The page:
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Somerset Savings Bank v. Chicago Title Ins. Co.

Supreme Judicial Court of Massachusetts
649 N.E.2d 1123 (Mass. 1995)


Facts

In 1986, Somerset Savings Bank (plaintiff) agreed to finance a construction project in Revere, Massachusetts. To protect its investment, Somerset Savings purchased title insurance from Chicago Title Insurance Company (defendant). The contract insured against loss or damage resulting from defects in title or unmarketability of title. The contract expressly excluded from coverage any restrictions on the use of the land resulting from a law or governmental regulation. At the time the contract was executed, Chicago Title Insurance advertised that it was familiar with local laws and practices. In 1988, after construction had begun, the city ordered construction halted because the state had not consented to the issuance of a building permit. State law required consent because the property had once been owned by a railroad company. Chicago Title Insurance claimed that Somerset Savings’ losses were not covered by its insurance policy. Somerset Savings filed suit, claiming breach of contract and negligence. The trial court granted summary judgment on all claims to Chicago Title Insurance, and the intermediate appellate court affirmed. Somerset Savings appealed to the state supreme court.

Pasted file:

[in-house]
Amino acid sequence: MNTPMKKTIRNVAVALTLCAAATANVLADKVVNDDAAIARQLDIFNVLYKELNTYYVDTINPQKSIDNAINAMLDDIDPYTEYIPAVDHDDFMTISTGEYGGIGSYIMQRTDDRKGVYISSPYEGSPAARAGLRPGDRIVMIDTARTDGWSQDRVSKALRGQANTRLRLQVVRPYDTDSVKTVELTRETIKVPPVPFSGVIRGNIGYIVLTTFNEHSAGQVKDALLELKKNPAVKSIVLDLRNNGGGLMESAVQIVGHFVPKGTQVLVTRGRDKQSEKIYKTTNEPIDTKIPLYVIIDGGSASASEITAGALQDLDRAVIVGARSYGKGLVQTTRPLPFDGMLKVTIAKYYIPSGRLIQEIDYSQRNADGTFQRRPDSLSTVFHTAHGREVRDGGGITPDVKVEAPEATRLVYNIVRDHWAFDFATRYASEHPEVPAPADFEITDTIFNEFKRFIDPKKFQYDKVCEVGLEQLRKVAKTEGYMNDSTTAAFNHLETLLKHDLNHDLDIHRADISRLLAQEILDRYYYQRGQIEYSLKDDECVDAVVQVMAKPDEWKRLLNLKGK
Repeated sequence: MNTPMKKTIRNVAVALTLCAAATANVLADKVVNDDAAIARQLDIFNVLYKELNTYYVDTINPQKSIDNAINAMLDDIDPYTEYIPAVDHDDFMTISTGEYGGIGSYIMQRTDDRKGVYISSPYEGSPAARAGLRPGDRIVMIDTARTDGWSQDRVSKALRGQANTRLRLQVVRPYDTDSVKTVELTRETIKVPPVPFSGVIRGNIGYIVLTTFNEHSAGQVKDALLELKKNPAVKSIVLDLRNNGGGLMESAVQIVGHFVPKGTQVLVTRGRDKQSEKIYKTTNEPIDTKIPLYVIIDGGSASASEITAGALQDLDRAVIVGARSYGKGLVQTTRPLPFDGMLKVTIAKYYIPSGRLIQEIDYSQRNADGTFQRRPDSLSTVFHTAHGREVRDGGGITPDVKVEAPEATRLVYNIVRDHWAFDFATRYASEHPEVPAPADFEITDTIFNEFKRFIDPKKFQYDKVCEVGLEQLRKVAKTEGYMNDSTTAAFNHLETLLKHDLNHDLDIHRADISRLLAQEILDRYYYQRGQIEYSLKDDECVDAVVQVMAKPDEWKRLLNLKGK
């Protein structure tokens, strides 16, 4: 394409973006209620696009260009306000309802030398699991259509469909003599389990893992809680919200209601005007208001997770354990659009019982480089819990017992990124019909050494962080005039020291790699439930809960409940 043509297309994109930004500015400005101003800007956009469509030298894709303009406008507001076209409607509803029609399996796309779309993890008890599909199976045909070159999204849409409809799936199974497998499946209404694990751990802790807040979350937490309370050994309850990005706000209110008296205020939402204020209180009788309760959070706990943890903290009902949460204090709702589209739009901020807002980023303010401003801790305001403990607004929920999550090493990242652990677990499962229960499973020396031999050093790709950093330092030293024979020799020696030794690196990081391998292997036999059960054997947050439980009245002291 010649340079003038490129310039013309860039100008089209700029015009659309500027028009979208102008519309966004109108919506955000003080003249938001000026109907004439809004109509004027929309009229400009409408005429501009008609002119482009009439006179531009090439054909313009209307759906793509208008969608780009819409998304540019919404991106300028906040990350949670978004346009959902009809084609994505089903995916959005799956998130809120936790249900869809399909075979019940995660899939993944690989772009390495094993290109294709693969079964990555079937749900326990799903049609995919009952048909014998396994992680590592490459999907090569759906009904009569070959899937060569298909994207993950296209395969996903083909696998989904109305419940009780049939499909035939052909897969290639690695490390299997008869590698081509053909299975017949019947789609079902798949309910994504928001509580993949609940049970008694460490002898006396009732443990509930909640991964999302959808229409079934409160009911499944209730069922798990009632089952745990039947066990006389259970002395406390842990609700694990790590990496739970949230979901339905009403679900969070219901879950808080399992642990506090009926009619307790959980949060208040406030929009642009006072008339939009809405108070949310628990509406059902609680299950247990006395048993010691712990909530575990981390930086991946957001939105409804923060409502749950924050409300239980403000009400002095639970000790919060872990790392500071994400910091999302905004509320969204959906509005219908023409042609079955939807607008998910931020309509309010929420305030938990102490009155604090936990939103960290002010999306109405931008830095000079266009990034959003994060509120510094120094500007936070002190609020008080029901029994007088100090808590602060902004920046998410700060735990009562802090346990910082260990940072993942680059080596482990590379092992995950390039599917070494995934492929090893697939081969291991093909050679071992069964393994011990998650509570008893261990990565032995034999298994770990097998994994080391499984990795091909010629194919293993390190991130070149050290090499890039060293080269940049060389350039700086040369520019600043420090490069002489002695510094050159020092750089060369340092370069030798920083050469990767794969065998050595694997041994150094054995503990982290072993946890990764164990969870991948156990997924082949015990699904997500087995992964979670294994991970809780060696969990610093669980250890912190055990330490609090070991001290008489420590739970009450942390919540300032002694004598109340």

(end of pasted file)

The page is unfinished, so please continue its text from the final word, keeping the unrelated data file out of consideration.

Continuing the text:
Rule of Law

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Issue

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Holding and Reasoning (Lynch, J.)

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  • A "yes" or "no" answer to the question framed in the issue section;
  • A summary of the majority or plurality opinion, using the CREAC method; and
  • The procedural disposition (e.g. reversed and remanded, affirmed, etc.).

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